Virginia watchdog agency: Tourism video contract was proper
RICHMOND, Va. (AP) — Virginia’s state government watchdog agency has cleared the state’s tourism office of wrongdoing when it gave Gov. Glenn Youngkin’s political ad-maker a state contract to produce a tourism video featuring the governor.
The Virginia Tourism Corp. selected Poolhouse last spring to produce the video, receiving a contract of $268,000.
Democratic legislative leaders raised concerns about the award after it became public and in October asked the Office of the State Inspector General to investigate.
The report, dated Thursday from Inspector General Michael Westfall, said that while Virginia Tourism CEO Rita McClenny bypassed standard agency guidance to seek competitive bids for large tourism projects, state law allowed her to do so, the Richmond Times-Dispatch reported.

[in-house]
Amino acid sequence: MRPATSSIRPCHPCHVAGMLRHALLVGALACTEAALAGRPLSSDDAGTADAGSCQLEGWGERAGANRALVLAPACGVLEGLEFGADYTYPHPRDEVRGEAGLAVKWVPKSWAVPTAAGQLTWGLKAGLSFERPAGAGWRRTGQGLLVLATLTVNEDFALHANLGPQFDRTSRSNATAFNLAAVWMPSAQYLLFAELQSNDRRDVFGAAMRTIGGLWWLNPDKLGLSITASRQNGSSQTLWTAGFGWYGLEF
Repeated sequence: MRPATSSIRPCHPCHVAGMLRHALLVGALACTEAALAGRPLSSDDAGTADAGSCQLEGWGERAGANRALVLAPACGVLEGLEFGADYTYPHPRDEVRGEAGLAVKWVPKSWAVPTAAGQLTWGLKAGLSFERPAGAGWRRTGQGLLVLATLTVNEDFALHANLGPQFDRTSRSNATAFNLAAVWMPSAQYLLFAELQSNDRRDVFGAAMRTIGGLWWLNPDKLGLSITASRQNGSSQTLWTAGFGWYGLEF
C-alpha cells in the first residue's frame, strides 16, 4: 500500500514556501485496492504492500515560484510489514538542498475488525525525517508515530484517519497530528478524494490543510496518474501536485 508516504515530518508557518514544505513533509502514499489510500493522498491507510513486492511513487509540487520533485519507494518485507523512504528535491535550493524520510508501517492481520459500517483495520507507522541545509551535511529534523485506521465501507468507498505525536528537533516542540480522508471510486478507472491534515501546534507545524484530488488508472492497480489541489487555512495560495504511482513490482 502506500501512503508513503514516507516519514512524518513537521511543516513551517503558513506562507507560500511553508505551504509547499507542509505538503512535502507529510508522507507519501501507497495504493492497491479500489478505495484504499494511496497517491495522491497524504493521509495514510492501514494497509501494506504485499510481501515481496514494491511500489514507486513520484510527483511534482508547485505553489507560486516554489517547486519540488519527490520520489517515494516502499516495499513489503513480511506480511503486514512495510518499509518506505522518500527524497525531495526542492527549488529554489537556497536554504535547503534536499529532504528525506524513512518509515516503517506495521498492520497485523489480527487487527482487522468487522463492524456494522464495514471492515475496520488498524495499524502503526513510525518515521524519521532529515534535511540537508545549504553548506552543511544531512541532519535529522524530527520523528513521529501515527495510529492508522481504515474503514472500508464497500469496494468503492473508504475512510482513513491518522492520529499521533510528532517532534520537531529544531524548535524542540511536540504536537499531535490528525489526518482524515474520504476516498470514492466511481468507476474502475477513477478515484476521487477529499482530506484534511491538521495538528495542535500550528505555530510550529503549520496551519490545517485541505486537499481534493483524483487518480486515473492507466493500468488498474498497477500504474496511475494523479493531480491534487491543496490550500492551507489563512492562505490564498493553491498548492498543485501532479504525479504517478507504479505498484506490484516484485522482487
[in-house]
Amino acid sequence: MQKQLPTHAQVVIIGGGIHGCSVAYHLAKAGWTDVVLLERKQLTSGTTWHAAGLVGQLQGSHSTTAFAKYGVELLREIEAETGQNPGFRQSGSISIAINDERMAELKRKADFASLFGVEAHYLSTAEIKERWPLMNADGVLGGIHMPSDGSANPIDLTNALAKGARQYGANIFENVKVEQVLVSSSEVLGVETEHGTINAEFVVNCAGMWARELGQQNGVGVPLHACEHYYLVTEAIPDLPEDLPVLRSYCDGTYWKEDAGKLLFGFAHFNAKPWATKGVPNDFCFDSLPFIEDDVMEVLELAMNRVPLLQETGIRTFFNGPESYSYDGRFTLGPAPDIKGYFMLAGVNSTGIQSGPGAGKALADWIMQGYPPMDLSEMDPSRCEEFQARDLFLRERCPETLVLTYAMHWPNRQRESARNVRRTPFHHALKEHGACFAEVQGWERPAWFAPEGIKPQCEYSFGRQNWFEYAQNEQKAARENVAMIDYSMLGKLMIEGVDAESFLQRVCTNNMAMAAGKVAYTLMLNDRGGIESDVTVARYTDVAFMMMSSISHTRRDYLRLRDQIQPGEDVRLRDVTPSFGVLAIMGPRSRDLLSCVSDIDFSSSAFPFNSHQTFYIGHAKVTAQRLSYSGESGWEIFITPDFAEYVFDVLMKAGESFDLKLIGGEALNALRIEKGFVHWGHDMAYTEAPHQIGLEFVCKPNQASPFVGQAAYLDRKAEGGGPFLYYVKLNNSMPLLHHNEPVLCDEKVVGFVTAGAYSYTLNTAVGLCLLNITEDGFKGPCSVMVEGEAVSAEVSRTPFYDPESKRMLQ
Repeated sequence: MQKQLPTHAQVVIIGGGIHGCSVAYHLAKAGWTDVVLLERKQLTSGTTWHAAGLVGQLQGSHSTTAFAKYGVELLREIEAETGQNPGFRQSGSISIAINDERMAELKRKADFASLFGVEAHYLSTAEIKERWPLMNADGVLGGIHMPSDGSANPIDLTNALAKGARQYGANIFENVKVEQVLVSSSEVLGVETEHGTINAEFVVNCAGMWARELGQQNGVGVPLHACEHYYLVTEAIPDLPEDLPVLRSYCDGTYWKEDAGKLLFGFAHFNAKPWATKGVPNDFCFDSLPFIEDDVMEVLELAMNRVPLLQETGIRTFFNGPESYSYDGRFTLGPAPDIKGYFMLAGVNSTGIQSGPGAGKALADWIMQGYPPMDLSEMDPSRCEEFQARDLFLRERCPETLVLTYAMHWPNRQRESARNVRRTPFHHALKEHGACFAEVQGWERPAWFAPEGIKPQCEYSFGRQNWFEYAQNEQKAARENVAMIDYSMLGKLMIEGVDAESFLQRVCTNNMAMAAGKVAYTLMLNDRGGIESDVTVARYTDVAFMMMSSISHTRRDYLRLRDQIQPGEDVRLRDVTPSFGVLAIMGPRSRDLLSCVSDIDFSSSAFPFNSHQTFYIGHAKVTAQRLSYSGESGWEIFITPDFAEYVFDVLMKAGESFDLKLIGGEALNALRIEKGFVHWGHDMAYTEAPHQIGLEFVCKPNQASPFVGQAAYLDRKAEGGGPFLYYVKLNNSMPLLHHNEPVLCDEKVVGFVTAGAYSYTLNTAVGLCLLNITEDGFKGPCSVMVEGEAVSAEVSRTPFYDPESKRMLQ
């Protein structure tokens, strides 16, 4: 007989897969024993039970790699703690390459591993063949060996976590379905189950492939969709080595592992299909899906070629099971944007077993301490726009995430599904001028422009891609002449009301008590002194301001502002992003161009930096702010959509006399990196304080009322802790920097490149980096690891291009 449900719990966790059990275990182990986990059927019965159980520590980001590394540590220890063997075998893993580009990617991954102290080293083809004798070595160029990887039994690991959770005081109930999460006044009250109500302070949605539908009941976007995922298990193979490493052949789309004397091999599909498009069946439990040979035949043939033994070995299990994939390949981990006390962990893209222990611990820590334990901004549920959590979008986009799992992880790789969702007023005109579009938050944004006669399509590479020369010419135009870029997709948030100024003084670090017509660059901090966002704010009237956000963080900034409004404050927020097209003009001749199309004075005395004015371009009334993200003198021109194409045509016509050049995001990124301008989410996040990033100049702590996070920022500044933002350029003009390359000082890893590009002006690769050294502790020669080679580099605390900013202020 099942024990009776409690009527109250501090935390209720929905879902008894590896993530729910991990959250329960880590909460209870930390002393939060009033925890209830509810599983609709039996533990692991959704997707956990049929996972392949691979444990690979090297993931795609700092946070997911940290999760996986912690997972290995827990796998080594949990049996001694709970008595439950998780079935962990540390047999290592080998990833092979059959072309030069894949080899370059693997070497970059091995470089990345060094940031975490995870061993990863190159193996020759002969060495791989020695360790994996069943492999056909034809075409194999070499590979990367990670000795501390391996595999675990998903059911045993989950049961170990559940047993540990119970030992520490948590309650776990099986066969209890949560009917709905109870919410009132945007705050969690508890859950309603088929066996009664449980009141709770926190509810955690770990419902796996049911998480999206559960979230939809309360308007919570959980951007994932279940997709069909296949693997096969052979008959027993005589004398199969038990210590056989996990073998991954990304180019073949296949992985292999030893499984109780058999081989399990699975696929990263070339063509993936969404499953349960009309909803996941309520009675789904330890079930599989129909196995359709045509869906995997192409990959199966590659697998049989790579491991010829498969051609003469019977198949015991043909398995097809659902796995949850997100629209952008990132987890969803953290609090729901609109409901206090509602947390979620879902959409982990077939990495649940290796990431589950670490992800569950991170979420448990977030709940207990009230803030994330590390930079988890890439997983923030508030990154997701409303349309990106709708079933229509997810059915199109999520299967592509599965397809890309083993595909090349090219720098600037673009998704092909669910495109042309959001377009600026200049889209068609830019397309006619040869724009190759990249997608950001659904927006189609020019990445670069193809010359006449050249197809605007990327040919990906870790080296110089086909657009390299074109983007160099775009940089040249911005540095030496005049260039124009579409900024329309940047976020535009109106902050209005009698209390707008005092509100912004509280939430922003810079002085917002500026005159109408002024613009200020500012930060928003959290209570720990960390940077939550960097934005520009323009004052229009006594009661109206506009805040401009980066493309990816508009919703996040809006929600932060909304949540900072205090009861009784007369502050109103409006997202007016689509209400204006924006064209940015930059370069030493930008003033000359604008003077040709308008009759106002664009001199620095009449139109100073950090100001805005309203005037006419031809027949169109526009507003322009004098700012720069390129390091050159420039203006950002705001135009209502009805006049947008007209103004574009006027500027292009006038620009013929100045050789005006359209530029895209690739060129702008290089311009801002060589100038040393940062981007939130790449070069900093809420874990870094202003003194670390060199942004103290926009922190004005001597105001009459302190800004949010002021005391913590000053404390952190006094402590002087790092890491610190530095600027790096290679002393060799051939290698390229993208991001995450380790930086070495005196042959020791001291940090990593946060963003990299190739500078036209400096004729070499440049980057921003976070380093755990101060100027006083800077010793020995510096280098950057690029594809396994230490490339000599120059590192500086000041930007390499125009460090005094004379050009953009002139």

Poolhouse has previously defended its participation in the project, and a Youngkin spokesman has said the governor and his staff had no role in encouraging the selection of Poolhouse.
According to public records previously obtained by the Times-Dispatch, some aides to Youngkin raised concerns about using Poolhouse through a single-sourced contract and asked the agency to seek additional bids. One other firm didn’t respond and another said it couldn’t meet the scope of work, records show.
The tourism office “is exempt from state procurement guidelines,” Westfall wrote on Thursday to state Commerce Secretary Caren Merrick, adding that the cost to complete the project “was reasonable based on similar projects completed by other vendors.”
The “Governor’s Welcome Project” ad has been shown at state welcome centers and in airports, according to Virginia Tourism. Poolhouse produces ads in part for Republican campaigns and political action committees. It worked on Youngkin’s winning campaign last year and continues to work with his PAC.
The inspector general, who serves at the pleasure of the governor, investigates waste and identifies inefficiencies in state government.